St. Augustine was obsessed with squaring what seemed a circle: How could one be a follower of Christ, whose life exemplified pacifism, yet also justify the use of armed force and, indeed, mass killing, particularly against heathen barbarians bent on ruining Rome and conquering Christianity? Augustine’s answer: A ruler owes his people the duty of protection, thus wars of self-defense are morally permissible. But a ruler’s intent in ordering such wars should only be love for his people and have nothing to do with such deadly sins as hatred, anger, bloodlust or greed. His concept is known as the just war theory.
Millennia in the making, the doctrine continues to influence military policy and political practice worldwide. Its basic tenet is that warfare is sometimes morally permissible. This sets the theory apart from pacifism, which denies this principle, as well as from realism, which stipulates that war and morality have nothing to do with each other and that war ought to be considered solely as a selfish calculus of national interests in things like power, security and natural resources.
Augustine (354–430) is often identified as the doctrine’s founder, though this ignores substantial prior Greco-Roman contributions from the likes of Aristotle (384–322 BC) and Cicero (106–43 BC). The theory’s real-world influence tends to wax and wane in opposition to realism, its main rival. Just war theory has also influenced development of the international laws of armed conflict, for instance through the seminal Dutch lawyer Hugo Grotius (1583–1645) and in the Hague and Geneva Conventions.
Today the doctrine frames basic rules to aid decision-makers confronted by what Tolstoy simply, yet monumentally, referred to as “War and Peace.” These rules fall into three categories, still referred to in their original Latin: jus ad bellum (“justice of war,” regarding political rules for starting wars); jus in bello (“justice in war,” regarding rules for soldierly conduct during war); and jus post bellum (“justice after war,” regarding rules to guide the transition from conflict back to peace).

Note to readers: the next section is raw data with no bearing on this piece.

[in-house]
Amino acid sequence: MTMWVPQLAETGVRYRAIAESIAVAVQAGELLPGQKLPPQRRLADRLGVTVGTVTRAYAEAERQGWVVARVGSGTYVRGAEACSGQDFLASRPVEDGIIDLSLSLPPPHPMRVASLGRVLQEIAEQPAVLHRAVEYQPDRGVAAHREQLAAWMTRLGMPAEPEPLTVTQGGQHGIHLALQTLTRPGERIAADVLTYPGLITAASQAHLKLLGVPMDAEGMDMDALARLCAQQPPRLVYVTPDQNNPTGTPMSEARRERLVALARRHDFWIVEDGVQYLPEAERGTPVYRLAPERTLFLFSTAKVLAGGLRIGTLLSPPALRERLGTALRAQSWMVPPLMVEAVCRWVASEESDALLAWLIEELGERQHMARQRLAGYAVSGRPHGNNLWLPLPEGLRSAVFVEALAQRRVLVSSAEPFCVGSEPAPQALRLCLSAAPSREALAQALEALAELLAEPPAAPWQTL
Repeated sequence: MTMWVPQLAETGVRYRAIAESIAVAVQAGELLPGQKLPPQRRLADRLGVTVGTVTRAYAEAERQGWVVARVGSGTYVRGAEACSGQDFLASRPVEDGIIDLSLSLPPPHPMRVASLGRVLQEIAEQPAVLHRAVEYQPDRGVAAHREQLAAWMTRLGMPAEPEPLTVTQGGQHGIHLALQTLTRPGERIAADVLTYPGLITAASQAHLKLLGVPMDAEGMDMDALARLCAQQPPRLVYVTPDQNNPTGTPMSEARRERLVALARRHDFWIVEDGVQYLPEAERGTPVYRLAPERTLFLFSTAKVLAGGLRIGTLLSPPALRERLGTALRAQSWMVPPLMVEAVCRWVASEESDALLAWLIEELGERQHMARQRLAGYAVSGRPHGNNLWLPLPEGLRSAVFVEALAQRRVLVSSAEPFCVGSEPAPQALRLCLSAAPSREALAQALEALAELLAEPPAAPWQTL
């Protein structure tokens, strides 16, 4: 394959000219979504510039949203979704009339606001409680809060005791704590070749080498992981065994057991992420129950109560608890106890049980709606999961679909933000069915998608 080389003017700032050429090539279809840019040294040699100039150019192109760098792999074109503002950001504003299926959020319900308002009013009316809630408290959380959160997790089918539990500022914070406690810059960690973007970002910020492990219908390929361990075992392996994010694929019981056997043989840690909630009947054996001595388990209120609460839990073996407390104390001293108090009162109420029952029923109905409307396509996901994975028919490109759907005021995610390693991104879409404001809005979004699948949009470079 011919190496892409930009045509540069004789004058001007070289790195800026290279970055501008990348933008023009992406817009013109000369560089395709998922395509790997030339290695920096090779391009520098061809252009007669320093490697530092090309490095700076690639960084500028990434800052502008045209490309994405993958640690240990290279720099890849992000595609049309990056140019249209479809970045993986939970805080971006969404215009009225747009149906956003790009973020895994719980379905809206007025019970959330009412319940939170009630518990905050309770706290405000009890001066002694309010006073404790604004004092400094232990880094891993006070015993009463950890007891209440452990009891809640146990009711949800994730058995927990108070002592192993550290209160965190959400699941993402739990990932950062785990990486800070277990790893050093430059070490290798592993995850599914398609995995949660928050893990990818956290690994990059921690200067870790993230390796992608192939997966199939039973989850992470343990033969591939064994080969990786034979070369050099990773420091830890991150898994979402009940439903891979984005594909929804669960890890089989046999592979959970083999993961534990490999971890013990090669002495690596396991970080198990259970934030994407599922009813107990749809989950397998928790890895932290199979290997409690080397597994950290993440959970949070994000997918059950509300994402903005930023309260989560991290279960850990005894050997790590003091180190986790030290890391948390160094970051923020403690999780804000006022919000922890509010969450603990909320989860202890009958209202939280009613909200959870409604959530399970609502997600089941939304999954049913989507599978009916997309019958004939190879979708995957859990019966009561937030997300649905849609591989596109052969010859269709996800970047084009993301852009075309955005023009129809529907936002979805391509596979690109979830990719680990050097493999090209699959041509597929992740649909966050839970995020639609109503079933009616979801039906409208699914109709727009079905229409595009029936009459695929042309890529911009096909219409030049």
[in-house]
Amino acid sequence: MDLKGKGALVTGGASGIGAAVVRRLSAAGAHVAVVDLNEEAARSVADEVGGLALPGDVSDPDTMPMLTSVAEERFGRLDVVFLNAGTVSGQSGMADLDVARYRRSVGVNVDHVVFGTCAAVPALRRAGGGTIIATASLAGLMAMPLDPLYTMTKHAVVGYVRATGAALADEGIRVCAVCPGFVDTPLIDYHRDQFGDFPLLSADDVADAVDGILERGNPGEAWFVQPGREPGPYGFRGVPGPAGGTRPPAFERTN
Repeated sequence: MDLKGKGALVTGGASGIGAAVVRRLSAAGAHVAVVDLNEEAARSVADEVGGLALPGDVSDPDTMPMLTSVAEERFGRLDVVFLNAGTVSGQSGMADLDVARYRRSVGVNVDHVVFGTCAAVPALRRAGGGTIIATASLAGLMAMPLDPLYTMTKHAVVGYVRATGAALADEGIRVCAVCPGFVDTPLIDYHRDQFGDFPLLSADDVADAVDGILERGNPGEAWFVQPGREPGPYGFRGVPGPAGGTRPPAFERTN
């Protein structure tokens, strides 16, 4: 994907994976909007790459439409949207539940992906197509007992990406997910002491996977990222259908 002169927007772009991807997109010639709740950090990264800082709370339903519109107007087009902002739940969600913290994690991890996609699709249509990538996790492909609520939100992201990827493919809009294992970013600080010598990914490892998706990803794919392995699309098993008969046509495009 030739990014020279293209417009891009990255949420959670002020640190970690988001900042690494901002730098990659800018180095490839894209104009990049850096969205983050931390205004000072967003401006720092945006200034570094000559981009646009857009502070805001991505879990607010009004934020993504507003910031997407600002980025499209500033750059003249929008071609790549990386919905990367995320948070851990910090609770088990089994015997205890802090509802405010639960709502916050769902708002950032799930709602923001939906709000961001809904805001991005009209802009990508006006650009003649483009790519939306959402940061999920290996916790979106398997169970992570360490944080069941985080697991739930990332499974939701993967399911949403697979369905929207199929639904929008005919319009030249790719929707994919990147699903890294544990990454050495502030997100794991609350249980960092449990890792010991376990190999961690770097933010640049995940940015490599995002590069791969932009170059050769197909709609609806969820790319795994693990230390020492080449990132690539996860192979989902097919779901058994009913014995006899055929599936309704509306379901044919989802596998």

Jus ad bellum focuses on when, if ever, it is justifiable to unleash what Shakespeare referred to as “the dogs of war.” The consensus is that wars of self-defense from aggression are morally justified. Such wars aren’t simply smart, or “wars of necessity,” they are fully good and morally just. They are so because aggression involves the use of armed force to violate the fundamental rights of individuals and communities to live in peace and pursue happiness as they see fit. To violate such rights is to negate the basic possibilities of human civilization.
Just war theorists have been unable to reach consensus on whether nondefensive wars, or “wars of choice,” can ever be justified. Some, such as Aristotle and Cicero, justified wars of preemption, anticipation and even of empire-building, sporting, shall we say, a robust concept of defense. Others, like the Conquest-era Spaniard Francisco de Vitoria (1492–1546), argued that offensive wars are akin to “punishing a man for a sin he has yet to commit.”
The rules of jus ad bellum permit war only if one can demonstrate: a just cause such as defense of the people; a good intention absent ulterior motives like ethnic hatred or greed; probability of success; and proportionality (the problem is so severe—like fanatical, aggressive conquest—that it truly requires war to check it). Furthermore, one must only resort to war after exhausting peaceful means of dispute resolution, and then publicly declare war through a proper authority.